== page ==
Crimes on the Christmas Express
by New Old Friends
Lichfield Garrick Studio Theatre – Friday 8 December 2017
Having seen the panto Aladdin at the Garrick on Tuesday night I went along to the Studio Theatre on Friday to see an alternate Christmas performance – Crimes on the Christmas Express by the company ‘New Old Friends’.
The New Old Friends appeared at the Garrick in December 2016 with ‘Crimes against Christmas’, set on a remote island where the body count mounts (with overtones of a typical Agatha Christie plot) and the Christmas Express also references one of Christie’s plots with a madcap, screwball comedy caper with more than a nod and a wink to Agatha’s Murder on the Orient Express.
The play is all set on a train travelling across Europe with a Christmas selection box of odd-ball characters – a troupe of Russian circus performers; French train guards; Interpol agents; a Scottish con artist and two barmy rival, stupidly rich British noblemen. Most of them are trying to steal, or protect, two diamonds, both the size of the Star of India – apart from Phillipe and Stephanie who are far too busy trying to steal each other’s hearts! As the train makes its way across Europe there is crime, passion, broken windows, broken hearts, snowstorms, cops chasing robbers, Philippe chasing Stephanie – and…murder…! But who is the mysterious master criminal Pseudonym? And who is the killer? And who has got the diamonds? And does true love prevail?
The cast of New Old Friends (Heather Westwall, Feargus Woods Dunlop, James McLean and Doron Davidson) play a bewildering number of characters, with a bewildering number of accents (from the steppes of Russia to the steppes of Doncaster…) and a bewildering number of costume changes. The stage set is basically four pieces of equipment which the cast twirl and whirl round the stage to ingeniously create train carriages, bar, sleeping car and snow-covered mountain range, and they use props such as poles, picture frames, suitcases and (lots of!) false snow to create a carefully crafted illusion of a train travelling through frozen Europe – all very clever! There is a fantastic scene, this time with a nod to a typical James Bond movie, when the Interpol agent Toverstaz chases the illusive baddie Pseudonym across the tops of the train carriage cars, set to the piano back-drop of a 1920’s silent movie – and all within the confines of the Garrick Studio stage!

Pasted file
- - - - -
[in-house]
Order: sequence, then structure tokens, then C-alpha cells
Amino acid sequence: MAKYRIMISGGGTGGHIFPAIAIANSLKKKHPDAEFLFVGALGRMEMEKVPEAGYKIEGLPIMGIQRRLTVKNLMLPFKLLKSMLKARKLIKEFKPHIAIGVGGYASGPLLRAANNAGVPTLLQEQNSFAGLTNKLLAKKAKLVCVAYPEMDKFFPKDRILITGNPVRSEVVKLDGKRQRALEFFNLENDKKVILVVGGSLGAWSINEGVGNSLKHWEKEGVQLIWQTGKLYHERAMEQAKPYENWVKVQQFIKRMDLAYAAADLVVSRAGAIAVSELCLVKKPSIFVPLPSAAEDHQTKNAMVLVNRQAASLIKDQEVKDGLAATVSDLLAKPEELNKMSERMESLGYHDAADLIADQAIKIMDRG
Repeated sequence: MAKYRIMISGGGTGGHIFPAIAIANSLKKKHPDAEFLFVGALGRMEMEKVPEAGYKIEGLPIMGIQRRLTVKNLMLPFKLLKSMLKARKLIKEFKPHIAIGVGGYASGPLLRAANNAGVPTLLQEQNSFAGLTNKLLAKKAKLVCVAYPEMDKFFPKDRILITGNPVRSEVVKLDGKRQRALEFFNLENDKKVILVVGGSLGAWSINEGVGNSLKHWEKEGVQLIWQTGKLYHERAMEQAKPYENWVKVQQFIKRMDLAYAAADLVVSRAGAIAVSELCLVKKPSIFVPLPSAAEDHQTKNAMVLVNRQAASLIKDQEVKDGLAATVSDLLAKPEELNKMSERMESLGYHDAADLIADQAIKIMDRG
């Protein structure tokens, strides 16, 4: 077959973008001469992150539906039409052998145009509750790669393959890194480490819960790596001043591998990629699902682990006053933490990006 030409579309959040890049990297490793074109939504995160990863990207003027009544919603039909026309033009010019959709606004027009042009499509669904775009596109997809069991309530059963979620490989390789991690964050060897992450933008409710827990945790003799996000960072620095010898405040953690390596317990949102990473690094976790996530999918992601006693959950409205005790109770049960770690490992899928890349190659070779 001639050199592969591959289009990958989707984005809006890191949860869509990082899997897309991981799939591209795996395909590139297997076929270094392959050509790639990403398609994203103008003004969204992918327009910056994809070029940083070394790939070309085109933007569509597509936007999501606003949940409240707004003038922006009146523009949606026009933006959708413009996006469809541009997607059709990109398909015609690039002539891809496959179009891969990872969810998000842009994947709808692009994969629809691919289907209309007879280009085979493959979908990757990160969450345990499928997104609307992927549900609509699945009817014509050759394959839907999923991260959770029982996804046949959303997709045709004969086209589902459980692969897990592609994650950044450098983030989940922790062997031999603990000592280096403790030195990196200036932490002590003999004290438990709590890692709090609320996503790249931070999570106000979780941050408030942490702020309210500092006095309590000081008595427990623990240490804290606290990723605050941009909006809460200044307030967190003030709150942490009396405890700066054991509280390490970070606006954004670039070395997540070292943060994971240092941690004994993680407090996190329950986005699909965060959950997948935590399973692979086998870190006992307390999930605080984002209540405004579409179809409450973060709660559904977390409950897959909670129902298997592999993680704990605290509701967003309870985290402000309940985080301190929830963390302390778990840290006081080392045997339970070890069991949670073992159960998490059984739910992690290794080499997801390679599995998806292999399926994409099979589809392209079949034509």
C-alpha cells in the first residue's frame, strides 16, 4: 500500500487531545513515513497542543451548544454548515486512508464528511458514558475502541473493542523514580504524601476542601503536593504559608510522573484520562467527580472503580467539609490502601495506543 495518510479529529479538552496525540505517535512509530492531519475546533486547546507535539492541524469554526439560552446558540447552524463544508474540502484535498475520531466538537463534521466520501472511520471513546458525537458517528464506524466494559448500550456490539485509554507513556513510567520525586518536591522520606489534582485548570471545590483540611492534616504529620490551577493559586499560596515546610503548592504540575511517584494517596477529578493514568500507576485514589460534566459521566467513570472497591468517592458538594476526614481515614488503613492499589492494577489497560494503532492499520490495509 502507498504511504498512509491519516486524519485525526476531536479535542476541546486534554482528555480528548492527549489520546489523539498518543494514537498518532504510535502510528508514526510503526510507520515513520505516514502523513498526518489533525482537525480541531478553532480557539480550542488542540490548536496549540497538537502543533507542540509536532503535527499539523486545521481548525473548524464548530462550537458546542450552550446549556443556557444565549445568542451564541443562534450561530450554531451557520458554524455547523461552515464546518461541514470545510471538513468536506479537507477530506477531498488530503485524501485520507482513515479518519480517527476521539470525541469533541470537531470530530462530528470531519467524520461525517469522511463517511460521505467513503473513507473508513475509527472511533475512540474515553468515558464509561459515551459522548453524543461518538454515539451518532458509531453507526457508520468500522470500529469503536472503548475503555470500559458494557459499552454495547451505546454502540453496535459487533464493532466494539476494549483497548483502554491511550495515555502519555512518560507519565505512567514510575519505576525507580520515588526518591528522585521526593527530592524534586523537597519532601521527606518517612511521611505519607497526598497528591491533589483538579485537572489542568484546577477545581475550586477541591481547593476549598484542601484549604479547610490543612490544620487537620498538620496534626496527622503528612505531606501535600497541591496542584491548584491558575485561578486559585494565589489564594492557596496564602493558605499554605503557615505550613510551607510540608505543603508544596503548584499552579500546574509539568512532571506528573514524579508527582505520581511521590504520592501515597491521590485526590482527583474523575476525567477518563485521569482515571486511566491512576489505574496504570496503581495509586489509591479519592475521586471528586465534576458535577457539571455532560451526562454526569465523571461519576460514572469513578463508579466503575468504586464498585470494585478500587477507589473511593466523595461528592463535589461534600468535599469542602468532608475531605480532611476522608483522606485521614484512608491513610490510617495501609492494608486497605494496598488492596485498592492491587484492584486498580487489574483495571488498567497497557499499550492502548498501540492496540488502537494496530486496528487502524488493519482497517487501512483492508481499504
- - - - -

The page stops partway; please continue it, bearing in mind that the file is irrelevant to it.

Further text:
The script (by cast member Feargus) is icicle sharp, with lots of one liners (including one about their ‘noisy neighbours’ next door at the panto!) and laugh out loud moments. There are visual gags and slapstick galore and some magic tricks that will make you gasp!
The direction, by out-going Artistic Director Tim Ford is spot-on, the music (by Dave Culling, also responsible for the music at the Aladdin panto) is fun and fast paced and the magical intimacy of the studio theatre allows you to interact with the actors onstage – although perhaps not as closely as one audience member on the night did, who had taken the spirit of Christmas an egg nog or two too far…
Crimes on the Christmas Express is a festive whodunit, a love story, a comic caper, a nod to Agatha Christie, Ian Fleming and Paul Zenon – it’s the perfect alternative to the superb panto in the main theatre and is the prickly holly to the panto’s silken ivy!
As I stepped out of the theatre after the performance the sharp, frozen, crystal-clear carpet of the December evening snow lay all around the Garrick – and that summed up the essence of Crimes on the Christmas Express to me. It may not be as comfy and reassuring as the Aladdin panto – but it has a Christmas message of sparkling wit, mischievous fun and crazy crackers about it – so if you love the idea of an alternative Christmas message this year – I’d book a seat on the Christmas Express!
Crimes on the Christmas Express is on at the Garrick Studio Theatre until Saturday 6 January 2018 and you can book tickets online at:
or by ringing 01543 412121 or by visiting the Box Office during usual opening times at Castle Dyke, Wade Street, Lichfield.